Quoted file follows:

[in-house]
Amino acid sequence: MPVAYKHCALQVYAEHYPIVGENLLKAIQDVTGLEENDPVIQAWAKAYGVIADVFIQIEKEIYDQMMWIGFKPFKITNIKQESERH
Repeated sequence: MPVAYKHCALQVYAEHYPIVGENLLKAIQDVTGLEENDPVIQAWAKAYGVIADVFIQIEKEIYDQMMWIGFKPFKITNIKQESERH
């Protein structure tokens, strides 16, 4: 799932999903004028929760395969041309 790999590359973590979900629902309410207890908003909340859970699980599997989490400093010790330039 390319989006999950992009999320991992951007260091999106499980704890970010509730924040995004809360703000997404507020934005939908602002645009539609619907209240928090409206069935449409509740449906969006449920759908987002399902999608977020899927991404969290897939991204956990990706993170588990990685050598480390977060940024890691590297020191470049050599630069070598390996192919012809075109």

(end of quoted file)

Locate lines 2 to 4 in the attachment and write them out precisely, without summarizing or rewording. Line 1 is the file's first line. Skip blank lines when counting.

Amino acid sequence: MPVAYKHCALQVYAEHYPIVGENLLKAIQDVTGLEENDPVIQAWAKAYGVIADVFIQIEKEIYDQMMWIGFKPFKITNIKQESERH
Repeated sequence: MPVAYKHCALQVYAEHYPIVGENLLKAIQDVTGLEENDPVIQAWAKAYGVIADVFIQIEKEIYDQMMWIGFKPFKITNIKQESERH
């Protein structure tokens, strides 16, 4: 799932999903004028929760395969041309 790999590359973590979900629902309410207890908003909340859970699980599997989490400093010790330039 390319989006999950992009999320991992951007260091999106499980704890970010509730924040995004809360703000997404507020934005939908602002645009539609619907209240928090409206069935449409509740449906969006449920759908987002399902999608977020899927991404969290897939991204956990990706993170588990990685050598480390977060940024890691590297020191470049050599630069070598390996192919012809075109």